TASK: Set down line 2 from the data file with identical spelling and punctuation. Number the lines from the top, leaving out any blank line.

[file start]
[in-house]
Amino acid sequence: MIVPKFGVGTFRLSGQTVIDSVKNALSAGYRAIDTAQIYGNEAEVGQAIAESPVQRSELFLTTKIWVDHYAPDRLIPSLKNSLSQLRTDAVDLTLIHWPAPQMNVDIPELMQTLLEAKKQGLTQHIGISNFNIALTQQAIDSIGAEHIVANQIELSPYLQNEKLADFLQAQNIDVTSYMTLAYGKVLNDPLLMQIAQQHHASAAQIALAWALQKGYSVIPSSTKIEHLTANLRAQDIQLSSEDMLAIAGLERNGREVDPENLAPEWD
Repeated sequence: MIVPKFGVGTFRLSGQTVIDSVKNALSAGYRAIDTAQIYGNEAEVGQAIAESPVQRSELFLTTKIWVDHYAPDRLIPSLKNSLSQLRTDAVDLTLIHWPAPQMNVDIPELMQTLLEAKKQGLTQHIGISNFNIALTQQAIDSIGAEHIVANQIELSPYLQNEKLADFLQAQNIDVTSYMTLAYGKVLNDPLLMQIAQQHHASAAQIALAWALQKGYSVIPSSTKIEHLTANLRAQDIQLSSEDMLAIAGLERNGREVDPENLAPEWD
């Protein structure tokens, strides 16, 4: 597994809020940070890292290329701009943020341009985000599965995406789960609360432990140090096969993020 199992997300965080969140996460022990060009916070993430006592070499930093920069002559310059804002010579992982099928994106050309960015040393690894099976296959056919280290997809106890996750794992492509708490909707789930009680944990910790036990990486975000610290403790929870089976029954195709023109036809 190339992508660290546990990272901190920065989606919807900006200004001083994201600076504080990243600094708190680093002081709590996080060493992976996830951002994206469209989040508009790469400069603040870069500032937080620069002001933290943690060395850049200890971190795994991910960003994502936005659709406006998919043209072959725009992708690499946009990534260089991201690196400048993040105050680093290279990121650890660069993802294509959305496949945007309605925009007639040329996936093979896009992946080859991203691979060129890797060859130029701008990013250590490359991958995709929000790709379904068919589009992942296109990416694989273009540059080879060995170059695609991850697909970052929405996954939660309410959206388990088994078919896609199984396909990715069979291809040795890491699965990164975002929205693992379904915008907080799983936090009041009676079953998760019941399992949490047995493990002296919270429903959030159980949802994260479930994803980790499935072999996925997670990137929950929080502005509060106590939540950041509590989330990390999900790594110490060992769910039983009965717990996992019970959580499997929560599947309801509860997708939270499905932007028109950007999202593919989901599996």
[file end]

Amino acid sequence: MIVPKFGVGTFRLSGQTVIDSVKNALSAGYRAIDTAQIYGNEAEVGQAIAESPVQRSELFLTTKIWVDHYAPDRLIPSLKNSLSQLRTDAVDLTLIHWPAPQMNVDIPELMQTLLEAKKQGLTQHIGISNFNIALTQQAIDSIGAEHIVANQIELSPYLQNEKLADFLQAQNIDVTSYMTLAYGKVLNDPLLMQIAQQHHASAAQIALAWALQKGYSVIPSSTKIEHLTANLRAQDIQLSSEDMLAIAGLERNGREVDPENLAPEWD